The meeting kicked off a brief procedural discussion around the City Council voting and if that would require public comment. Mayor Liccardo opted to hear the public feedback on this project, a prescient decision in light of the recent public outcry over the pending Flea Market closure. Days before the meeting, a group of affected vendors whose livelihood depends on the Flea Market went on a hunger strike to oppose the proposed redevelopment of the market and the future of 430 vendors whose businesses depend on it.

The Flea Market has a rich history that began in 1960, when George Bumb, Sr., the patriarch of the family, opened it with only 20 vendors. Today, La Pulga, as it is affectionately called by those who visit it frequently, attracts over four million visitors a year, and countless small businesses and families trace their roots to the market. Furthermore, the market is a major source of income for its vendors and a vibrant part of the community, and it is mainly frequented by minorities, people of color and immigrants. The closure and redevelopment of this property, therefore, would disproportionately affect those groups.

“The Flea Market is a treasure. It is an institution. It is an incubator and an example of entrepreneurship and hard work and all of the things we should be proud of,” said Vice Mayor Chappie Jones.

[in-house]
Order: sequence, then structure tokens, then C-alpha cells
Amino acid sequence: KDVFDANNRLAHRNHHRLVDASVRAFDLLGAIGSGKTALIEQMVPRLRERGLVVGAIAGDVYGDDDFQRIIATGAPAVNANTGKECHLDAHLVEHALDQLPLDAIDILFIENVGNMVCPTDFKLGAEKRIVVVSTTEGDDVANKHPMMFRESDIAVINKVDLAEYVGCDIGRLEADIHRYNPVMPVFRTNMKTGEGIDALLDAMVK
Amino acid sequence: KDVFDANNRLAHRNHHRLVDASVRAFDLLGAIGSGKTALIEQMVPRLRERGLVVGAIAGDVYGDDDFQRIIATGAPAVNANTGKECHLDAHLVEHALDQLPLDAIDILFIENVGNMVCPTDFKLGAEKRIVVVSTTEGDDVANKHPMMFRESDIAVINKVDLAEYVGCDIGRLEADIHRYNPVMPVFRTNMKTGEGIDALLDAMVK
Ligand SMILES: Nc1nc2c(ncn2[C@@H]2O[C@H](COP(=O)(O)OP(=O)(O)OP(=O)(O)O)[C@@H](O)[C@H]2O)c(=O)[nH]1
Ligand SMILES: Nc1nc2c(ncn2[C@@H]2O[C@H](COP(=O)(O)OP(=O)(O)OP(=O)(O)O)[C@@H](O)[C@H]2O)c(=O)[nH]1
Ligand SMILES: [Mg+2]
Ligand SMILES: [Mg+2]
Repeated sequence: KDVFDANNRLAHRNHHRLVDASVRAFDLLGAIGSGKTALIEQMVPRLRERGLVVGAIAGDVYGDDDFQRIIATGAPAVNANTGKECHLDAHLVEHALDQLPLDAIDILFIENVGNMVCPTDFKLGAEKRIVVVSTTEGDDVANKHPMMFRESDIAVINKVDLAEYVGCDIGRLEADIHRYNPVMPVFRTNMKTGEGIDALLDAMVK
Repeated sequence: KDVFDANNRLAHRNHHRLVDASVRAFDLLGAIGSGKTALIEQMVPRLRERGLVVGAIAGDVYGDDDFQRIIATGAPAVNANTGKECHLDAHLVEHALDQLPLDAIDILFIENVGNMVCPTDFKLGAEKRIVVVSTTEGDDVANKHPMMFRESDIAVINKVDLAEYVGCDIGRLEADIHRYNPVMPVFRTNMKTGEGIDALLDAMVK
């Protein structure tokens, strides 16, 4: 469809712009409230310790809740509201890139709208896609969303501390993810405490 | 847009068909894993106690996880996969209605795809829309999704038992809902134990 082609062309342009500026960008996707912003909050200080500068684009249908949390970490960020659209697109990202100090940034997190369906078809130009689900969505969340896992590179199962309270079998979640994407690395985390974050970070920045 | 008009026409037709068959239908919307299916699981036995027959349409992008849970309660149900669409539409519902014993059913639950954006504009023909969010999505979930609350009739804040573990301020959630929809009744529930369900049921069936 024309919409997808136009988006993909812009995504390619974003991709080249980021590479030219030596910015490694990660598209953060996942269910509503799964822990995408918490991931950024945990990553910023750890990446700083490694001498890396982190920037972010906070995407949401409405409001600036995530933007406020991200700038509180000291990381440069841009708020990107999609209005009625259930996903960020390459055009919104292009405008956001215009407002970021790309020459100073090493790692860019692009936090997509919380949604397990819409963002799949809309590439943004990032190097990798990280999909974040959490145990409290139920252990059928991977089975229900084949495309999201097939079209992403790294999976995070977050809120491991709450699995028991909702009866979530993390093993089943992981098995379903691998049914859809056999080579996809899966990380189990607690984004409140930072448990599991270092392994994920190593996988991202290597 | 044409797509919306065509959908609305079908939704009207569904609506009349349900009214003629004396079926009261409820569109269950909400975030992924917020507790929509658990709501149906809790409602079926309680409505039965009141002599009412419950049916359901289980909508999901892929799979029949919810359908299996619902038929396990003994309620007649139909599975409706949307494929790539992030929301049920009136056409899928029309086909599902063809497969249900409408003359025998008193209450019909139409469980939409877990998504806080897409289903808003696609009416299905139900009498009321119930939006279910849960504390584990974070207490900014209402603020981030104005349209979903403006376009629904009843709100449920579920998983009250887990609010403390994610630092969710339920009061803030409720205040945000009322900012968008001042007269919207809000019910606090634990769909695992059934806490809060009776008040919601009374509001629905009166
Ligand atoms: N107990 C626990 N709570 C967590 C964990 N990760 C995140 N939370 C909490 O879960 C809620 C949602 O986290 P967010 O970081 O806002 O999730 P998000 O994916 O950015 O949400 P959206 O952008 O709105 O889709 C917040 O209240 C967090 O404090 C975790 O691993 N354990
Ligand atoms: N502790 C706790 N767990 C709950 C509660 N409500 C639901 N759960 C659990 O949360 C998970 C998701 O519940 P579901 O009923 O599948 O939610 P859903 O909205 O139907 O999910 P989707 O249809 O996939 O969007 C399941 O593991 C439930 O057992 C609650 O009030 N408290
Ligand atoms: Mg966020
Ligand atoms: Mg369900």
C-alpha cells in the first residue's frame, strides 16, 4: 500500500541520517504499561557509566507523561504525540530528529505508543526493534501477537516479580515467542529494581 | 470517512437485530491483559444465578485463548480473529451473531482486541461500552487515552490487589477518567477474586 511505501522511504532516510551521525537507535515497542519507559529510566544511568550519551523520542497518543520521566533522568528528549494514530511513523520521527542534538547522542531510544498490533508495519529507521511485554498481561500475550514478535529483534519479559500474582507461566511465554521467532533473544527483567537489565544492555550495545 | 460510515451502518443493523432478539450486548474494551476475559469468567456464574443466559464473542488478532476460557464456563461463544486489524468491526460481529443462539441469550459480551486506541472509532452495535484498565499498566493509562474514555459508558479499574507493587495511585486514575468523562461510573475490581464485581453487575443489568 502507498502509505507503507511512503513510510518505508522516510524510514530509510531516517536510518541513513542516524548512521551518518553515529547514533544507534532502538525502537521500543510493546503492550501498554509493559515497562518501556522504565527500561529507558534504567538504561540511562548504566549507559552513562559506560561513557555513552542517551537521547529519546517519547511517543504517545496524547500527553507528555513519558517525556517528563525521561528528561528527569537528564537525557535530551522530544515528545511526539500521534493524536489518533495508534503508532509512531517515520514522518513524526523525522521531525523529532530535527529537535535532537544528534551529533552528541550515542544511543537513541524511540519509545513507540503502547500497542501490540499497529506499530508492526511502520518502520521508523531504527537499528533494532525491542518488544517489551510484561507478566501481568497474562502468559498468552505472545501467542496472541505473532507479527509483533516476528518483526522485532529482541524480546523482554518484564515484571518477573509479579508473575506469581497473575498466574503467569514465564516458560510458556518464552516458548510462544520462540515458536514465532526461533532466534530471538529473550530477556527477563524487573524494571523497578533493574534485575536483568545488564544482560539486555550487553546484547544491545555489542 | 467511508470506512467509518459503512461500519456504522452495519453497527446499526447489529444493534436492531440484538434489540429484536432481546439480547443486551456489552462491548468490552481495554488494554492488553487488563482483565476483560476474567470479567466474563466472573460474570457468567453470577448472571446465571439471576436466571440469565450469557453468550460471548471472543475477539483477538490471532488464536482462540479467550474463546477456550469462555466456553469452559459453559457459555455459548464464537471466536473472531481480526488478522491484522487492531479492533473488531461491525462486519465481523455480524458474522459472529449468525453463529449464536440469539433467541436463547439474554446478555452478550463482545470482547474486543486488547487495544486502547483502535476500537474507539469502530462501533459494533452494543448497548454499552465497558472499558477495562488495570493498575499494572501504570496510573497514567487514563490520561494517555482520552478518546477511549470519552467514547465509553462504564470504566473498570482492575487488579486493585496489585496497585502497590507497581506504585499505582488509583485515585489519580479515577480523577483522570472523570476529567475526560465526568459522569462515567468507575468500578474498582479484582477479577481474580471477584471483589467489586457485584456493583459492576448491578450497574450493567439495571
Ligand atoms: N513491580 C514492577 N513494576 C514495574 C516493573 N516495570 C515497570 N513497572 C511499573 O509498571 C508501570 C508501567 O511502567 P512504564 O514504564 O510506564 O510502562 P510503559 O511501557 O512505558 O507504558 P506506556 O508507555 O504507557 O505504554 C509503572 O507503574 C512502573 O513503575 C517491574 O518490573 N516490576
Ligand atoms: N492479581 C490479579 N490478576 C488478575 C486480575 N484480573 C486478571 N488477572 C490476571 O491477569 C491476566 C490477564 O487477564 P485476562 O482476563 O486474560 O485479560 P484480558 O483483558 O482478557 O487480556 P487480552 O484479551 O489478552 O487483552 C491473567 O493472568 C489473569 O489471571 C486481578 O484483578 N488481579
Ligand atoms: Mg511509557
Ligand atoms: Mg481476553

The developer’s representative, Eric Schoennauer, addressed the City Council in a manner not often seen in a public meeting. His tone was direct, unapologetic and insensitive to the pleas of the community or the millions who will be affected directly or indirectly by the displacement of the market. He also offered the city an ultimatum to accept its proposal or risk losing the incentives the developer offered altogether. “As staff indicated, we already have a project approved by the City Council in 2007. That project has 1,800 units, 210,000 square feet of commercial [development], no commitment to affordable housing on site, no market plan in the development and no proposed vendor support,” Schoennauer said. “Tonight the Council has a binary decision, either approve the urban village plan and the new project that’s before you, or we move forward and develop the project that’s already approved. Any delay, any denial, and we simply build the project that the council approved in 2007.”